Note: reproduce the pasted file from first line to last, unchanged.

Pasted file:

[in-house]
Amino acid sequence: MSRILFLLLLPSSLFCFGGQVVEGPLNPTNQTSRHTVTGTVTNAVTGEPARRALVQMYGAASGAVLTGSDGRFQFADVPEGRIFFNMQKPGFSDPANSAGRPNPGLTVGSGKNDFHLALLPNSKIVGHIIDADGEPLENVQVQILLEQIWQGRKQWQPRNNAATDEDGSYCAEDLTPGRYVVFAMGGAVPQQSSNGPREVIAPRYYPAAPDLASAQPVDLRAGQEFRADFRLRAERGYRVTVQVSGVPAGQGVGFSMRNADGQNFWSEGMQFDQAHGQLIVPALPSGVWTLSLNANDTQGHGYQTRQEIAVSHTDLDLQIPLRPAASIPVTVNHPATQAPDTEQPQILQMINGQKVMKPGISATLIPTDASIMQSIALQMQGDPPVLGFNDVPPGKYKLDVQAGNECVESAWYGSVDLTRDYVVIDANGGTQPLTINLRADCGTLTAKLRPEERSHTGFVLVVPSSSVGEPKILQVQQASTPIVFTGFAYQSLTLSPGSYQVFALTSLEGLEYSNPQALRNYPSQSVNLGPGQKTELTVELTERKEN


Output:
[in-house]
Amino acid sequence: MSRILFLLLLPSSLFCFGGQVVEGPLNPTNQTSRHTVTGTVTNAVTGEPARRALVQMYGAASGAVLTGSDGRFQFADVPEGRIFFNMQKPGFSDPANSAGRPNPGLTVGSGKNDFHLALLPNSKIVGHIIDADGEPLENVQVQILLEQIWQGRKQWQPRNNAATDEDGSYCAEDLTPGRYVVFAMGGAVPQQSSNGPREVIAPRYYPAAPDLASAQPVDLRAGQEFRADFRLRAERGYRVTVQVSGVPAGQGVGFSMRNADGQNFWSEGMQFDQAHGQLIVPALPSGVWTLSLNANDTQGHGYQTRQEIAVSHTDLDLQIPLRPAASIPVTVNHPATQAPDTEQPQILQMINGQKVMKPGISATLIPTDASIMQSIALQMQGDPPVLGFNDVPPGKYKLDVQAGNECVESAWYGSVDLTRDYVVIDANGGTQPLTINLRADCGTLTAKLRPEERSHTGFVLVVPSSSVGEPKILQVQQASTPIVFTGFAYQSLTLSPGSYQVFALTSLEGLEYSNPQALRNYPSQSVNLGPGQKTELTVELTERKEN